We address what our flaws are without putting in any effort whatsoever to correct them. We are sometimes lazy creatures. We behave if our full names are stated in a stern sort of voice. We have tattoos and piercings everywhere. We do not care. We care very much. We are a paradox, but not one of the sciencey, mathy ones.

We take all precautions and leave nothing off the table. We turn the tables. We do anything that somehow involves tables. We possess brains that are really very good brains. We insist you give our brains a look-see.

We will not do what you tell us unless you brandish a weapon, and even then we will only think about it. We are dreaming constantly, even when we are awake. We recognize the logistical issues of constantly dreaming while moving about in space in the real world; it’s quite difficult.

We encourage you to read our blog. We give you our card. We can conceptualize the concept of infinity. We are ending world hunger as we speak. We never speak, besides in text form. We recognize the sovereignty of barge micronations that are parked in international waters.

We are making a list of all the people who have cute laughs. Unfortunately, we do not laugh. We can laugh, we just don’t ever do it. We were at that addiction recovery meeting that one time even though we weren’t addicted to anything. We came for the free coffee and stayed for the story ideas. We don’t write stories, but if we did we’re pretty sure we’d be excellent at it.

We would never say psyched or pumped, even if we did speak. We would say excited and nothing else. We have no opinion on the possible existence or non-existence of God. We have no opinion because we already know the answer. We will never share this fact with anyone, for fear of mass uprising.

We date occasionally, but nothing serious has come of it yet. We aren’t holding out hope, but the prospect of being able to spoon someone does sound pretty nice. We aren’t sure if we can die, but all evidence points to our being immortal. We insist that you don’t quote us on it, but it does seem that way.

We are when you wake up with drool covering your pillow and you flip it over and resume sleeping. We are that bonfire that slows everyone down when walking past to enjoy the smell and the sight. We are the way out when you feel like you’ve fallen down a long and dark well. We are the way back to the surface.

We are doing just fine, thank you very much. We are working toward a change, though we know not what it’ll be in the end. We are power. We are fame. We are willing to fight for what we believe in.

We know what your greatest fears are, but we don’t capitalize on them. We are cool like that. We will grab hold of humor and never let it go. We can compromise when we want to. We can see the future but we choose not to divulge. We will see you, alone, in the dark, wandering, unsure of where to go, and we will take you by the hand and guide you out.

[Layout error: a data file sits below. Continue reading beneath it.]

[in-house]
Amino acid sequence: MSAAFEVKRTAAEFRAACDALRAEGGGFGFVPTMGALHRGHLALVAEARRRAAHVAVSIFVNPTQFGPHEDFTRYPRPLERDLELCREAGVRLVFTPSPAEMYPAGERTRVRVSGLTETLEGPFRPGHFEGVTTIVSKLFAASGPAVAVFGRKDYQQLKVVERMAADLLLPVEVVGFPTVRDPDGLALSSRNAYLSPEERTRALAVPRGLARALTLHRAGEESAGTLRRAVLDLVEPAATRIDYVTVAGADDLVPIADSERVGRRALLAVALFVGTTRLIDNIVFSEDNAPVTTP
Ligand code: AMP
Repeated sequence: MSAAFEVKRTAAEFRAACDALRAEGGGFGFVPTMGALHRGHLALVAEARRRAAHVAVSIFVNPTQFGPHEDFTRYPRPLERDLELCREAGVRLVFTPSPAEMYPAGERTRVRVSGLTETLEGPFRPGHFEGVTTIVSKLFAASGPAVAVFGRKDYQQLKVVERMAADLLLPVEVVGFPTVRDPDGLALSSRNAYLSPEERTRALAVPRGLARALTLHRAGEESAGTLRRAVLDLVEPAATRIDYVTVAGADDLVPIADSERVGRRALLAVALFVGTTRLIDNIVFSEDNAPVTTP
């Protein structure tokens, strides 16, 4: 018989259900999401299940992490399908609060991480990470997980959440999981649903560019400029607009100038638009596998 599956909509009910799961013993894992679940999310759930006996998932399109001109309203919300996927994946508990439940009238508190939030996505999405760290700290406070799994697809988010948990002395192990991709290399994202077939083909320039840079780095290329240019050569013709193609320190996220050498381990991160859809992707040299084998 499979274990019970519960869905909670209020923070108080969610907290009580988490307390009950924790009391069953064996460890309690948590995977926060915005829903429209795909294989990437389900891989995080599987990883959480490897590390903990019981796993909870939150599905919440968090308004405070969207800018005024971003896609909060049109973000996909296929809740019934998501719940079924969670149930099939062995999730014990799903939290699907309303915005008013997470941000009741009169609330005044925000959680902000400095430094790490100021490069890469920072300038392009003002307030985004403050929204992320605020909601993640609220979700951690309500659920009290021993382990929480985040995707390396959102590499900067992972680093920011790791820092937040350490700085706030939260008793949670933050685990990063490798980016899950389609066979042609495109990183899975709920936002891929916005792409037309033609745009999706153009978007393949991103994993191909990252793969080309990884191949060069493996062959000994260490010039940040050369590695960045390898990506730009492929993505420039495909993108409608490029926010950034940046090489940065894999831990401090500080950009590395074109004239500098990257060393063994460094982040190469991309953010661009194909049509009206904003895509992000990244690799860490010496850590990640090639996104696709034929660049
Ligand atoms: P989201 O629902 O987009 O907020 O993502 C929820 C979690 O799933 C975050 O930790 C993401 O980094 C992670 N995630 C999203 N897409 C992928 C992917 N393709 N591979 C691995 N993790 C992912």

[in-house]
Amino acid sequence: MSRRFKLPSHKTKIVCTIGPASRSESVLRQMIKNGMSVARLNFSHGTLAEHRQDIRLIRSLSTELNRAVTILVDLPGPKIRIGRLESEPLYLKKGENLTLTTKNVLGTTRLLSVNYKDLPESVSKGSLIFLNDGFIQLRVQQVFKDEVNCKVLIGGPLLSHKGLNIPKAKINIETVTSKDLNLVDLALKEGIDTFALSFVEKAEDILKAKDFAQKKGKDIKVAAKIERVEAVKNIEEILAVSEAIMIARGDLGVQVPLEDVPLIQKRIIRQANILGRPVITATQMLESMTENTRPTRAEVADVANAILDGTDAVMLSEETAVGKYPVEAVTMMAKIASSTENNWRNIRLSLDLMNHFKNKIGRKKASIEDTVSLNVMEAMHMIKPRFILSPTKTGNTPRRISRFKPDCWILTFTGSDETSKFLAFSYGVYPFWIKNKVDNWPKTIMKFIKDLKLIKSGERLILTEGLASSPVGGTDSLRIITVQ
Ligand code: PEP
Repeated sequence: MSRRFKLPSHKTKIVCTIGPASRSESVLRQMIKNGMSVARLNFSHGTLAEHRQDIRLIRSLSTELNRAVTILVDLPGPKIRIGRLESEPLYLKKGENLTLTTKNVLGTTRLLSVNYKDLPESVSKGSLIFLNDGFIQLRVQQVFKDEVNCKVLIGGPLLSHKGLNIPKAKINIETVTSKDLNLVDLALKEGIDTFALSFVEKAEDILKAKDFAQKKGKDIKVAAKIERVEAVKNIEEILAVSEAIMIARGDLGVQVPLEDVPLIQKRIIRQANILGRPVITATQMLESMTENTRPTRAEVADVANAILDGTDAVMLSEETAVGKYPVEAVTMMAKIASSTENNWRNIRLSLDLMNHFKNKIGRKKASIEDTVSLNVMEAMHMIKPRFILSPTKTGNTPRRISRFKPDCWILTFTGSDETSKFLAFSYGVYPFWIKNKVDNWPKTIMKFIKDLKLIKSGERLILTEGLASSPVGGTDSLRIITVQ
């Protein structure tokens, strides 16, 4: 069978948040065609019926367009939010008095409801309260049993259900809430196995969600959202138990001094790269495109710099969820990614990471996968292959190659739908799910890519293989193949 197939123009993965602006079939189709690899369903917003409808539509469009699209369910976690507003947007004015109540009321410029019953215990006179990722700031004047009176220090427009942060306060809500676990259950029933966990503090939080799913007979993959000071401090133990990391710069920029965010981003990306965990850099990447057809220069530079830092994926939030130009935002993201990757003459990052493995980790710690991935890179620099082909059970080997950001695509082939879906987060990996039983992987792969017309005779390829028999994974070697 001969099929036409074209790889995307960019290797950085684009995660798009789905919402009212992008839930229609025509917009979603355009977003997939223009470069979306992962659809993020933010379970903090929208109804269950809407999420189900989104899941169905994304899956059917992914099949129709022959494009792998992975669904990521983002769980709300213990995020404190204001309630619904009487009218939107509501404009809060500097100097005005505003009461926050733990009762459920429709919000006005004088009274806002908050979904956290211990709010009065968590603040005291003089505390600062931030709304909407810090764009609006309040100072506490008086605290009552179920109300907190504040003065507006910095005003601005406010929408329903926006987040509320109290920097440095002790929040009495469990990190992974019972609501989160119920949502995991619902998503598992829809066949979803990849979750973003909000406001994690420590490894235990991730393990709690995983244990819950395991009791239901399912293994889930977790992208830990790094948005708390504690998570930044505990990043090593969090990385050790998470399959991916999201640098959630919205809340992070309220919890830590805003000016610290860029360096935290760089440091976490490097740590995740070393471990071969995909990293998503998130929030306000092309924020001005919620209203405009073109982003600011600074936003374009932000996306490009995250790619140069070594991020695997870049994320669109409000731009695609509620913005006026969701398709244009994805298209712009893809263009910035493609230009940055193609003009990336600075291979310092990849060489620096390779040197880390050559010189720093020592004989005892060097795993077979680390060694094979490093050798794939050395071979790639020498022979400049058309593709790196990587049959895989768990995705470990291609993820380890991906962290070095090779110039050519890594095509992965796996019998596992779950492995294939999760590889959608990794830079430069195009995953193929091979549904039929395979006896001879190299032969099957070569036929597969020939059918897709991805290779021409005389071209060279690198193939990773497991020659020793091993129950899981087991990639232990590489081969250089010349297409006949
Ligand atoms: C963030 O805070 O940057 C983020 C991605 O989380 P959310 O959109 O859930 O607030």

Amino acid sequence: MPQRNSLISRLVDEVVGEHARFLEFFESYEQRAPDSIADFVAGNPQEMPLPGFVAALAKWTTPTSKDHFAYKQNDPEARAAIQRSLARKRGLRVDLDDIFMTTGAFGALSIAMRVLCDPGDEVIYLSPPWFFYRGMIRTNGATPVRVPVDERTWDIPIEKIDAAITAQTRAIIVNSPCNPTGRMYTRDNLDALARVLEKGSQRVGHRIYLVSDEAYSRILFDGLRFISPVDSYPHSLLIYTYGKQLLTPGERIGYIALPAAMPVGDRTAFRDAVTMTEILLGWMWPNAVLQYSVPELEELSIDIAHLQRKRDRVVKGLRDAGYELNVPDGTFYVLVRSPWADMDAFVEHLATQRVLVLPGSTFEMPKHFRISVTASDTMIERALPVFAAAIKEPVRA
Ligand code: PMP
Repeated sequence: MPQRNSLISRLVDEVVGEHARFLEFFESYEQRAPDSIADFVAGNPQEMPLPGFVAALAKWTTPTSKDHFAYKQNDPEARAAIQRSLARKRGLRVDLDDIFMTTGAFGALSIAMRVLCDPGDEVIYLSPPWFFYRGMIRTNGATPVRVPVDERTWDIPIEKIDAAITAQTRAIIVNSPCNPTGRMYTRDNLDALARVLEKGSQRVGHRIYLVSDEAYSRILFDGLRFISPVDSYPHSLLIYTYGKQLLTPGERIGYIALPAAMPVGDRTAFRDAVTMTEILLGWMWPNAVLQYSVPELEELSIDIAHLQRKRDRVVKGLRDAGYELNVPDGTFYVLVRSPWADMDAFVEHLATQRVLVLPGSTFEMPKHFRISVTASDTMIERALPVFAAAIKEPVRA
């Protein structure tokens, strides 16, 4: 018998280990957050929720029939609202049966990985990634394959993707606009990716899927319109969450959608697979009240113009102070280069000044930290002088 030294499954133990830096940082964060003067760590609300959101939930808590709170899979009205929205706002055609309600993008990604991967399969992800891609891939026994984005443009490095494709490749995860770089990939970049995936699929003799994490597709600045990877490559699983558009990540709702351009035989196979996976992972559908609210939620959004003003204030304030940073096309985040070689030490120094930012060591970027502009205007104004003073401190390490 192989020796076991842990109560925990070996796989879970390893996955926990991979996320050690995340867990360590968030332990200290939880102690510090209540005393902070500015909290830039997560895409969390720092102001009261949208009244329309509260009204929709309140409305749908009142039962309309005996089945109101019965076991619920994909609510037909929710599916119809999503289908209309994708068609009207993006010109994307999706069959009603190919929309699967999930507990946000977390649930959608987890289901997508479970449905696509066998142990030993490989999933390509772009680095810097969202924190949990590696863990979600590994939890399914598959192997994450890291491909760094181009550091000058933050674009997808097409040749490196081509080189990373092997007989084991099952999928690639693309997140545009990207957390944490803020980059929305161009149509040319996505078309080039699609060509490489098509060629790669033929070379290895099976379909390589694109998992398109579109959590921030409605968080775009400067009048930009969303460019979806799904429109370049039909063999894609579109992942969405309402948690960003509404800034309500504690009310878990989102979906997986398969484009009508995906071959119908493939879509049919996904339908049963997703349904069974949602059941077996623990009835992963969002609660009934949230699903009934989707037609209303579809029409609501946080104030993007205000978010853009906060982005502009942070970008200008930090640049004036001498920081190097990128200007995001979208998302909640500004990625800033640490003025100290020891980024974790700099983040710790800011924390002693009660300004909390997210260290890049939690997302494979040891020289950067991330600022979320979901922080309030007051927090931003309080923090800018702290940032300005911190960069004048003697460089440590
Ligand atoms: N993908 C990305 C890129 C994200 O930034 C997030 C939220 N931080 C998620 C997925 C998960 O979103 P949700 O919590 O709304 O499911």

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The Cold of the Night

Female Warrior # 17

There’s something to be said for getting out of bed and going about your day. For understanding the sullen weight of what you’ve got, and for putting the mask on before you leave. For putting your kitchen knives away when you need to, locking yourself in your room and putting on comedy after comedy.

For practicing smiles in the mirror so you can try to make them look real. For going out in the rain, running in it, arriving at an open field and standing in the center as the rain turns to drizzle and it seems like it’s all coming from the multitudinous stars in the sky.

For exercising restraint where you never used to, sitting on the bathroom floor and dislocating your shoulder so you can feel the sweet release of pain, long after your cutting days, and this one seems better because it leaves no marks.

For going back to your hometown and sitting on the old swingset, chains rusty, creaking in the breeze, and there’s a way to dismount so that you’re standing in place when you get off, and you’ve done it now, 20 years after the first time. For remembering old bike tricks: look ma no hands, butt steering, I believe I can fly, etc.

For undoing years of reptilian brain training and cutting your ties with your bio parents, and to dislocate and dislocate and locate the source of the pain but to have no means of stopping it, at least none in sight.

For waiting at the bus stop with no route in mind, sitting on the bench and talking to dozens of people over the hours, imbibing stories, eating anecdotes, consuming the lives of those who came before.

For painting again, flecks of new gamboge on your chin and canvas, becoming something, though what that something is you don’t know. For telling yourself it’s the last time you’ll dislocate and then doing it again, feeling like you’re a stranger to yourself. For collecting the bodies of animals who have died on the road and to feel their blood on your hands, sticky as you try to wipe it away.

For defying childhood orders and staring directly into the sun, watching it fall from the sky until the pain is gone and you can see the giant spots in your eyes, they won’t go away, at least not for a while. For setting your shoulder for the umpteenth time, lying in bed and the sweat running down your forehead, passing the corners of your eyes till you’re not sure if they’re tears.

For calling your bio dad and only listening when he says hello, only breathing, and when he disconnects you listen to the dial tone for two minutes before hanging up. For taking the things from your old life and collecting them into a pile, and to light this pile on fire, catching the way the black smoke spirals and whirls, the way the flames dance and twist and lick the cold of the night.